VictimsVictims of Crime Compensation Office
It’s Tax Season…
So…is victim compensation taxable?
The Victims of Crime Compensation office does not issue 1099s to victims. The IRS has ruled that victim compensation is not taxable to victims who receive it. IRS Revenue Ruling 74-74 makes this clear, and so do current IRS publications on taxable and nontaxable income.
VCCO is committed to serving crime victims and their families. VCCO staff is ready, willing and able to assist those affected emotionally, financially and/or physically by a crime. If you or someone you know has been the victim of a crime, you may qualify for reimbursement, so please contact VCCO, we are here to help.
A victim seeking VCCO benefits may receive a maximum award of up to $25,000. If a victim’s injury is catastrophic, meaning the victim has lost permanent use of a bodily function, the maximum award increases up to an additional $35,000.
How to Apply
VCCO applications and instructions are available online* or at every law enforcement agency and medical institution in New Jersey. They are required to and make these applications available.
Applications are also available from the 21 county prosecutors’ offices through their respective Victim/Witness Coordinator. The Coordinators will assist crime victims in filling out the form.
You can also get an application from the VCCO. Please call 973-648-2107 or 877-658-2221 for assistance.
To obtain benefits, you must file a completed claim form and comply with Board regulations which are explained in the instructions. You will be asked to submit information to support your application. Where possible and to speed up processing, it would be helpful to submit a copy of a police report and related bills, receipts and insurance statements together with the application. Please send copies only and keep the originals for your own records.
*The VCCO Application form is downloadable as a Portable Document Format file (PDF). PDF documents appear the same as the original printed forms. To view and print these forms, you must have a PDF viewer which is available free here
What Expenses Qualify for Compensation?
Compensation benefits may be awarded up to a maximum of $25,000 per claim ($10,000 for crimes before December 5, 1982) and may include the following:
- Relocation ($3,000 maximum)
- Funeral ($7,500 maximum)
- Transportation to Funeral
- Loss of earnings (victim)
- Loss of earnings (claimant)
- Loss of Support (homicide claim)
- Loss of Support (from the offender)
- Stolen cash reimbursement – certain conditions apply
- Attorney Fees (victim’s rights)
- Attorney representation with filing claim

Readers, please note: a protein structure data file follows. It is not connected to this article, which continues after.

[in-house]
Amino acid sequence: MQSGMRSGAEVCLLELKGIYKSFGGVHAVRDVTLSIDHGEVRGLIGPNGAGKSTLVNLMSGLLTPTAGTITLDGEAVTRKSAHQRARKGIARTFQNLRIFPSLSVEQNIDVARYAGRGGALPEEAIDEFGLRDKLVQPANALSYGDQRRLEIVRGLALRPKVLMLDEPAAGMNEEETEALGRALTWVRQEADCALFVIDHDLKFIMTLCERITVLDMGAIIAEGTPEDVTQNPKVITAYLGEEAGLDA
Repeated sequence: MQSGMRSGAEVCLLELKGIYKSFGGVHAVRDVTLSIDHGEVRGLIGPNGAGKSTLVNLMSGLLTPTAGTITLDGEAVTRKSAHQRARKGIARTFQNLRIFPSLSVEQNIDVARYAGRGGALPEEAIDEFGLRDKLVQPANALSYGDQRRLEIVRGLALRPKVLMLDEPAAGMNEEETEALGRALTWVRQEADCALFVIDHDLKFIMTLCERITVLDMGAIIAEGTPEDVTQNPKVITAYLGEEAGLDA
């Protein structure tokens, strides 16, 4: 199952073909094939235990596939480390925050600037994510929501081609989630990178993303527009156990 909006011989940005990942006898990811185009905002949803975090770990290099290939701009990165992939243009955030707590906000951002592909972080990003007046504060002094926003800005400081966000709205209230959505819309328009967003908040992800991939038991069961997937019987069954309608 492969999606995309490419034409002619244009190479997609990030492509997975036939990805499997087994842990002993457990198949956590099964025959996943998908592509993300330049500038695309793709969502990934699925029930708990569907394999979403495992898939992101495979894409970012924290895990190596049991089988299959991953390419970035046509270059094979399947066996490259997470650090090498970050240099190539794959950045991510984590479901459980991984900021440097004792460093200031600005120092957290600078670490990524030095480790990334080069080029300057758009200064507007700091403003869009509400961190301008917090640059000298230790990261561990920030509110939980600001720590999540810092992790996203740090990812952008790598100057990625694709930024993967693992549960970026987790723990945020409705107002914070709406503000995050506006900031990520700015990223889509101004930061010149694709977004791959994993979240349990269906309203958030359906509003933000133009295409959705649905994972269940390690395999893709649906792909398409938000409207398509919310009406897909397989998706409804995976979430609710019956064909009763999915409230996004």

- Domestic Help ($6,500 maximum)
- Daycare Services ($6,500 maximum)
- Medical Equipment
- Medically Related Transportation
- Crime Scene Cleanup ($4,000 maximum)
- Bereavement (loss of earnings)
- Court Attendance (loss of earnings)
- Court Attendance Transportation
- Supplemental Compensation for Catastrophically Injured
Claims Processing System
Below you will find forms useful for Victims, Providers. Some of the following resources are of use to both Victims and Providers.
Third Party Disclosure - Agency
Third Party Disclosure Consent Form
Yearly Evaluation of Mental Health
Psychological Assessment Authorization
Mental Health Providers List
Mental Health Counseling Fee Schedule
When Should a Claim be Filed?
The VCCO claim must be filed within five years from the date of the personal injury or death, or at a later time if VCCO determines that “good cause” exists for the delayed filing.*
The crime must be reported to the police within nine months after it occurs, or within nine months from the time it was known or believed to have occurred, but may be considered when reported to the police after nine months if the VCCO determines that “good cause” exists for the delay.*
* Good cause can include, but is not limited to, instances where the victim or the victim’s dependents are not appropriately informed of VCCO benefits, where a crime induced incapacity prevents the timely filing of a claim, or where victims have demonstrated a mentally induced incapacity. For victims under 18 years old, the filing deadline is extended five years beyond their 18th birthday.
Help victims recover from the effects of violent crimes by providing financial assistance to victims, their families, and victim service providers to help alleviate the economic and emotional burdens of victimization.